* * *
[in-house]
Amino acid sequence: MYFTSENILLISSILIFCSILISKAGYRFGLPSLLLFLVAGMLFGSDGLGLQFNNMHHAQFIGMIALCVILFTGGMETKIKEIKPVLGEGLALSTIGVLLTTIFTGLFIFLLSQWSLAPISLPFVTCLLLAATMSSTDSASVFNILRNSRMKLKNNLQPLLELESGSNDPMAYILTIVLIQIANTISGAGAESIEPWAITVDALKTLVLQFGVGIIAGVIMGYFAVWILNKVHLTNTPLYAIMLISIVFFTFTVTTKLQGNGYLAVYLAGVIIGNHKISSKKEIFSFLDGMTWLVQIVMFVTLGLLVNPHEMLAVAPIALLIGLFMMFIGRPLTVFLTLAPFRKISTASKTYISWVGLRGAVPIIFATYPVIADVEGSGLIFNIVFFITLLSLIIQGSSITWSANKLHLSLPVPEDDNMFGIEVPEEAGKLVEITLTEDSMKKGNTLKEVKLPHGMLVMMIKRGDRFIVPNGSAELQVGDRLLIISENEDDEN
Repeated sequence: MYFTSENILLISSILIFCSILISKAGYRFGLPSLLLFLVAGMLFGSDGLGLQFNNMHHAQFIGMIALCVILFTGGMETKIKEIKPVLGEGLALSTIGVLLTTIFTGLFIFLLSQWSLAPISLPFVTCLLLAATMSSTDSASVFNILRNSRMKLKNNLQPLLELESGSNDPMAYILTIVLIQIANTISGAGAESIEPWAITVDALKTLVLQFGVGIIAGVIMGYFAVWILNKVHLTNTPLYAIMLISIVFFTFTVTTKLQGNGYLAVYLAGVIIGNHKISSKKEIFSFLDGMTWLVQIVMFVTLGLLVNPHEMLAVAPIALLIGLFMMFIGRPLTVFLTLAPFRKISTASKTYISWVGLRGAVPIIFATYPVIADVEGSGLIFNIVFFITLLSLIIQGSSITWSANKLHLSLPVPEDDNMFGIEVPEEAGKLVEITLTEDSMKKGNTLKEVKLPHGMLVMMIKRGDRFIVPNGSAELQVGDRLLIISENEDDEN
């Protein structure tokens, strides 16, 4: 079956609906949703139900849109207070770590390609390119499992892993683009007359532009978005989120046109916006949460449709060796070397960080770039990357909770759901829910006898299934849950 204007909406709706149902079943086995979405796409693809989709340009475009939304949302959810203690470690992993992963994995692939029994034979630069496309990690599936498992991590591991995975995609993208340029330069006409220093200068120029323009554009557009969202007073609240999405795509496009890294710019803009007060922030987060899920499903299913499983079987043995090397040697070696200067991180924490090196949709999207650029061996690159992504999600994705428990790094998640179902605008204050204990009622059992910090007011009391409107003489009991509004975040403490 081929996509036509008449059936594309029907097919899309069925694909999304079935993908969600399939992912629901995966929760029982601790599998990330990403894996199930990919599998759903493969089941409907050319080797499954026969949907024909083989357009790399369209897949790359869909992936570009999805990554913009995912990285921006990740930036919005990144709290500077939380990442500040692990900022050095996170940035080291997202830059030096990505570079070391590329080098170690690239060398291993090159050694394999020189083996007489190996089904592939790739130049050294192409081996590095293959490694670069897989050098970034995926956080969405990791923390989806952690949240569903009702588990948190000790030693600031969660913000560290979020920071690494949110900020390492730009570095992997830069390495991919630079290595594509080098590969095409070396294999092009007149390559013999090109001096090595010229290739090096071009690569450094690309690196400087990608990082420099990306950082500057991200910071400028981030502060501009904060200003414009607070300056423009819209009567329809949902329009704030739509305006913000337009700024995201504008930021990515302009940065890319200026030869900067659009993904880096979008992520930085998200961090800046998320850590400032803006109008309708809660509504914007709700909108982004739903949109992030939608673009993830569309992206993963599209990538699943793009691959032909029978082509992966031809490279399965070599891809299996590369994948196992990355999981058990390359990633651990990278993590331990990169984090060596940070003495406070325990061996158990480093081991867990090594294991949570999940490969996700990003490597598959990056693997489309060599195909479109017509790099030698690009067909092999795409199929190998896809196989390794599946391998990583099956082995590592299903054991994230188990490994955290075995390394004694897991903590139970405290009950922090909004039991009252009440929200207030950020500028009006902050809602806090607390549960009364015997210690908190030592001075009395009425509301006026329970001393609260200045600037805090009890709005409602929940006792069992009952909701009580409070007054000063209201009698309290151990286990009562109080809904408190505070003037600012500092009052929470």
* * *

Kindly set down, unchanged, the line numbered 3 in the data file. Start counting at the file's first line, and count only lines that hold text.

Repeated sequence: MYFTSENILLISSILIFCSILISKAGYRFGLPSLLLFLVAGMLFGSDGLGLQFNNMHHAQFIGMIALCVILFTGGMETKIKEIKPVLGEGLALSTIGVLLTTIFTGLFIFLLSQWSLAPISLPFVTCLLLAATMSSTDSASVFNILRNSRMKLKNNLQPLLELESGSNDPMAYILTIVLIQIANTISGAGAESIEPWAITVDALKTLVLQFGVGIIAGVIMGYFAVWILNKVHLTNTPLYAIMLISIVFFTFTVTTKLQGNGYLAVYLAGVIIGNHKISSKKEIFSFLDGMTWLVQIVMFVTLGLLVNPHEMLAVAPIALLIGLFMMFIGRPLTVFLTLAPFRKISTASKTYISWVGLRGAVPIIFATYPVIADVEGSGLIFNIVFFITLLSLIIQGSSITWSANKLHLSLPVPEDDNMFGIEVPEEAGKLVEITLTEDSMKKGNTLKEVKLPHGMLVMMIKRGDRFIVPNGSAELQVGDRLLIISENEDDEN